My horse, a 16 year old Percheron x Thoroughbred gelding, has moderate-to-severe periarticular ringbone in both front pasterns. I've owned him for four and a half years, and prior to this winter, he's been almost perfectly sound (he did have two months of unsoundness a few summers ago). However, since late October, he's been off. Some days it's a clear grade 3, most days he's between a grade 1 and nothing, and some days it's between grade 1-2.
Right now, my vet has me icing him and painting the area with a DMSO+Absorbine gel and working him lightly under saddle. As of this past week, he's been only lame when counterbending (to look at all of the scary things on the wall of the arena!) and only at a trot. He feels like he's 98% there - but I'm wondering if anyone has any ideas for treatments to get him over that last hump to soundness.
The tricky part is that it's periarticular, so joint injections don't seem like they'd be worth the trouble. I'm not sure if there IS anything more to do, but I figured I'd post here to see if anyone has any input.
Shockwave therapy and a course of Pentosan. Initially did three sessions two weeks apart and he has only needed one additional treatment since then. He was a grade 3 at diagnosis after a trip in the turnout.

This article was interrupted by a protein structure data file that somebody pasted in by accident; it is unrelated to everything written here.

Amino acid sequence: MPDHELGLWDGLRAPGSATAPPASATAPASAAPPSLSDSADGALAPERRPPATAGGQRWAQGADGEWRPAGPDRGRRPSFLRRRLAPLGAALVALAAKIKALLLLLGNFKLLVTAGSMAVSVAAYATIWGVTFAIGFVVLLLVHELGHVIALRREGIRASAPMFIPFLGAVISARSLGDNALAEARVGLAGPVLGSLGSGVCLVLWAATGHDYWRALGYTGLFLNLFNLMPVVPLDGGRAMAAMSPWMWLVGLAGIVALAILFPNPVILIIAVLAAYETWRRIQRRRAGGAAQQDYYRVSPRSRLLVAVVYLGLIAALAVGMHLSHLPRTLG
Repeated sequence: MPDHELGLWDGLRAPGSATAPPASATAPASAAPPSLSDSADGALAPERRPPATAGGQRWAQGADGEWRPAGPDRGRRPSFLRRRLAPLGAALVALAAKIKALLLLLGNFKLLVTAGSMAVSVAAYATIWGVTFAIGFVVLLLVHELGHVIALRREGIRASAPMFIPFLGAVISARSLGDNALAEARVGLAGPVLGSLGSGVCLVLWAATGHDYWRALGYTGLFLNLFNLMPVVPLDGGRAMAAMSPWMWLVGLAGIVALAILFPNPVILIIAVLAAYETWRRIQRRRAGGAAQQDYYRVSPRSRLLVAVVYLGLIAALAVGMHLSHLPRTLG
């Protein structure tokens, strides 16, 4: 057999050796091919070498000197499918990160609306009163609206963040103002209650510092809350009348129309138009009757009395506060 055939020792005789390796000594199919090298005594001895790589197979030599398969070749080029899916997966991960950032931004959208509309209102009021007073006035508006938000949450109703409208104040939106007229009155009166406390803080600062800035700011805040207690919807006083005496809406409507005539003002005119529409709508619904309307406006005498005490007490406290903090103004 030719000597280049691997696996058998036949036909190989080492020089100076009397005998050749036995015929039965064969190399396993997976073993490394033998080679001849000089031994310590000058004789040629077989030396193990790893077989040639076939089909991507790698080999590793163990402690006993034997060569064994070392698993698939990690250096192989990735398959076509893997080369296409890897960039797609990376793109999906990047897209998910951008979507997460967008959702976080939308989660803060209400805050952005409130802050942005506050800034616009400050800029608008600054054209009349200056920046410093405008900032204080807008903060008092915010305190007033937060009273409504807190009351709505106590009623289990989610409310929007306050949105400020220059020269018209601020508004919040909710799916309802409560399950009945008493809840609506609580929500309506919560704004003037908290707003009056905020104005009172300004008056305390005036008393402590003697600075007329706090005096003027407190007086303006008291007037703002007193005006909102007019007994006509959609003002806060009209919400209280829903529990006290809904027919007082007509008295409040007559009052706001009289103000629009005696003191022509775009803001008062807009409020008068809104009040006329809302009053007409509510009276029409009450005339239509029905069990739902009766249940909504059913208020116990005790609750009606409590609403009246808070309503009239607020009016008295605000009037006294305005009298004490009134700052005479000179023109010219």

east central Illinois and working north to the 'burbs
Keep the toe short, the phalangeal lever on the high side(ie: ease breakover). If he's barefoot, ease his breakover all around the edge by rolling it. If he's shod, do the same and/or use a half-round shoe. It sounds as though the periarticular ringbone has progressed and there may be some articular ringbone present.
If you can get him on Previcox, do it. My mare has the same thing (clyde x). She is trimmed the way R. Burten is suggesting and it helps. She has been semi-retired since the diagnosis in 04. She was a jumper. Until she got on Previcox, my daughter did not ride her any more. But now, with Previcox, she is sound (esp. in snow!!) mostly when the ground is softer. Still, it made quite a difference, but we did not keep jumping her either. We decided to give her a good retirement (she is 21 this year) and she mostly trail rides now.
We compared xrays two years ago (2006 and 2011) and the vet was pleased to see no major change.